“Sounds like fun, doesn’t it?” Romero said. “I think I should be able to keep their attention.”
The observatory will be used as a set for the TV program “Blow Up U,” a reality series set at New Mexico Tech that will begin filming in early 2009.
The University has a variety of smaller telescopes at Etscorn Observatory, the largest of which has a 14-inch aperture. The 2.4-meter telescope at MRO, with a 96-inch primary light collecting mirror, will offer images with resolution at least 50 times greater than anything available at Etscorn. Instead of using an eyepiece, the MRO uses state-of-the-art instruments to acquire images.
Professor Peter Hofner said he will use the new telescope to generate infrared images of young stars. He hopes to be able to look at stars forming in our galaxy that are from 100 to 2,000 light years away from Earth.
Hofner and his students will examine and analyze young stars that are thought to form from mass accretions, from a disk around them, similar to Saturn.
“I have great hopes for using the observatory,” he said. “This instrument will greatly increase the resolution available at infrared wavelengths.”
Eileen Ryan said the telescope has three main missions: traditional astronomical research, educational outreach and national security or military work.
Ryan and her husband Dr. Bill Ryan, the telescope scientist at the 2.4-meter facility, were the researchers responsible for getting the NASA contract funding to track near-Earth objects, the work for which pays for about one-third of the telescope’s operational time.
“Our 2.4-meter telescope is the largest in NASA’s network of telescopes that discovers and characterizes Earth-crossing asteroids,” Eileen Ryan said. “As a consequence, we can see the faintest – that is, smallest – of the asteroids being discovered. That means we can contribute to solar system astronomy like never before, and on a daily basis, we are doing work that is groundbreaking and cutting edge.”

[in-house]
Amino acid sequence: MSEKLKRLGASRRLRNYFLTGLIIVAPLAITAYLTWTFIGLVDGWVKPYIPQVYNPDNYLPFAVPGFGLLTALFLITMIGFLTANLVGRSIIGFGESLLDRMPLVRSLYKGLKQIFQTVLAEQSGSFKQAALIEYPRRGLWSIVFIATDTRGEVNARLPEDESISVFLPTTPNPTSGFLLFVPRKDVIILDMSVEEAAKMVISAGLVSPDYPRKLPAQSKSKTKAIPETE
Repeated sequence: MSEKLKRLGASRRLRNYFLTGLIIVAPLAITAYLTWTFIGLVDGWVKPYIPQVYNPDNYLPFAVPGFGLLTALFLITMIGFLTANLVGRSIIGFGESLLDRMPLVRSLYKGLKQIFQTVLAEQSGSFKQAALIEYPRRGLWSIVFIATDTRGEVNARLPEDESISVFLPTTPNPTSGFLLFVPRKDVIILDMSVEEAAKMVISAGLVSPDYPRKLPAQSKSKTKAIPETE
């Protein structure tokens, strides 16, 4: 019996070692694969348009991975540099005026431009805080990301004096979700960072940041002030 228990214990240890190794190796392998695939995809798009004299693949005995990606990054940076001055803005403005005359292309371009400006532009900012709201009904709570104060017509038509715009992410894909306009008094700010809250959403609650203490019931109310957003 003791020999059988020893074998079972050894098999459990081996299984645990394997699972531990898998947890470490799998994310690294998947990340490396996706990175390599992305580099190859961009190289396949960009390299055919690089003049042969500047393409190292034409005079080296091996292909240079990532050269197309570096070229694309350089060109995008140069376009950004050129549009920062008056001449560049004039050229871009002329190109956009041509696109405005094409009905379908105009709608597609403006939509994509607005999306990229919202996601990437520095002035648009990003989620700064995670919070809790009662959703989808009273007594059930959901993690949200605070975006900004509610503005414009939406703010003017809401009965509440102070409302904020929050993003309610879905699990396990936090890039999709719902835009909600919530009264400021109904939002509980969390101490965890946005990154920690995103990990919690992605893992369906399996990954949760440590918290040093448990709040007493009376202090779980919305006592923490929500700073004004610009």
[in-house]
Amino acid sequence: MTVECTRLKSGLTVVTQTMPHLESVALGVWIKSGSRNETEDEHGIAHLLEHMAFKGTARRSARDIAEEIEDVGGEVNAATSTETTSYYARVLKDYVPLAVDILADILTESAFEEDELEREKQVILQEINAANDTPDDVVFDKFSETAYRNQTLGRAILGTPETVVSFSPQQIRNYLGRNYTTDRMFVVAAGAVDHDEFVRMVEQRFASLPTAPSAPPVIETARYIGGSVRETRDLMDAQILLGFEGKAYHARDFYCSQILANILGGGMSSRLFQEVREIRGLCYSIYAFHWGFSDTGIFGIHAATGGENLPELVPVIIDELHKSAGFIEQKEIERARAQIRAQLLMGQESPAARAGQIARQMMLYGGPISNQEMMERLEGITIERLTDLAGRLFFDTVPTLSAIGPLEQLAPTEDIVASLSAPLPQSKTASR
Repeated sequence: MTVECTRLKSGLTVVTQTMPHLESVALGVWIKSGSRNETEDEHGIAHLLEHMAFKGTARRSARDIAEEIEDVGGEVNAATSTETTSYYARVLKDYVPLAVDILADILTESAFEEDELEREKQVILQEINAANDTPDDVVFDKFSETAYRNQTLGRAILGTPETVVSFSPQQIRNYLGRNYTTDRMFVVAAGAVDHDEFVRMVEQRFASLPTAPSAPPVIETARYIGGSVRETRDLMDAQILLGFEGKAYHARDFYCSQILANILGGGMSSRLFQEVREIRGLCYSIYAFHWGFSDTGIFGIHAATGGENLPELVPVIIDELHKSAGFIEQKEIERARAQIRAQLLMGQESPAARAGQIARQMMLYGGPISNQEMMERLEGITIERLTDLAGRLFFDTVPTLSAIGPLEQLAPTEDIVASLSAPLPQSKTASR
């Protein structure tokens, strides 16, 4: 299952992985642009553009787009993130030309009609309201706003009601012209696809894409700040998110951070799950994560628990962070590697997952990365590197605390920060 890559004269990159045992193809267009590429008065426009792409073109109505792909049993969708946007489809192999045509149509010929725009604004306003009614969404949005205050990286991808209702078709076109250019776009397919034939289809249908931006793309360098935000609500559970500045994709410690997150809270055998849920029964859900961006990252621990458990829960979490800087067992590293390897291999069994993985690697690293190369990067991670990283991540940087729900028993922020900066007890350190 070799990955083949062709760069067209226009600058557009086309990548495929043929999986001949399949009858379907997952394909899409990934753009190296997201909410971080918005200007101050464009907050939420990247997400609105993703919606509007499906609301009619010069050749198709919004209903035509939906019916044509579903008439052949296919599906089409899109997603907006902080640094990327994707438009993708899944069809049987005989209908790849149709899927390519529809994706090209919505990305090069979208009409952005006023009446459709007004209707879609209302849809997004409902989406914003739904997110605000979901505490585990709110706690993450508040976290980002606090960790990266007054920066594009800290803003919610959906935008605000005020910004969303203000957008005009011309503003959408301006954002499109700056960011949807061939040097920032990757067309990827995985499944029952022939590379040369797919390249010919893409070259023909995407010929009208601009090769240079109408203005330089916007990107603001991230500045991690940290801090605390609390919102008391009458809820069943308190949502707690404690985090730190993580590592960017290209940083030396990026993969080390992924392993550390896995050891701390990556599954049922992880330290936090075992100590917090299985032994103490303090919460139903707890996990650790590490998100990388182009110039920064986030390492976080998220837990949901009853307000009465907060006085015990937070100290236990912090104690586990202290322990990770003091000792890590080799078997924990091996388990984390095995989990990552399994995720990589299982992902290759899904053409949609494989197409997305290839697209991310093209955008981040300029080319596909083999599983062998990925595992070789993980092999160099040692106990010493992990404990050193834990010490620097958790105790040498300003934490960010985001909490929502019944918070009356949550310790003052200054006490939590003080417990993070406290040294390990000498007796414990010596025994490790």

In December 2007, NASA asked Bill Ryan to track an asteroid that was on a potential collision course with Mars, with the possible impact to occur within a month’s time.
“We were able to get critical orbital information on the asteroid to NASA within 12 hours of receiving the request,” Bill Ryan said. “We were the only telescope immediately available that could take data on such a faint object, which had a visual magnitude of 24.5.”
Those observations eventually helped to rule out that a collision with Mars would occur.
Another potential customer is the Army, which is interested in using the telescope to track missiles at the White Sands Missile Range. Two special, uncommon features allow the telescope to provide detailed tracking of missiles. First, the telescope can look 2 degrees below the horizon, which gives the site a good view of the missile range 30 to 100 miles away. Also, the telescope moves 10 times faster than most traditional astronomical telescopes, and can keep up with a missile rapidly traversing the sky.
Tech was quite lucky to find an excellent mirror for the telescope – and at a bargain price. Two mirrors were finalists for NASA’s Hubble Space Telescope in the late 1980s. The agency selected one – the least-expensive mirror.
After launching the Hubble in 1990, NASA discovered that they had chosen poorly. The mirror in space was ground incorrectly and needed costly repairs in 1993.
The Air Force acquired the mirror for a missile tracking project, but the mission was terminated before a telescope could be built. As the story goes – perhaps apocryphally – the Air Force had simply warehoused the mirror and was considering demolishing it when New Mexico Tech offered to take if off the military’s hands.
Because the mirror was built for space, it is 70 percent lighter than a standard mirror of its size. The original designers of the mirror also needed to design a specialized cell that would work to keep the mirror’s shape from flexing in Earth’s gravity. “The people who created the (at the time) state-of-the-art mirror and support cell say it cost about $8 million to develop and manufacture,” Ryan said. “The market value now is about $2 million … and we got it donated to us.”
All those considerations created challenges and they’ve all been overcome. Now, the sign is out: “Magdalena Ridge Observatory: Open for Business.”
– NMT –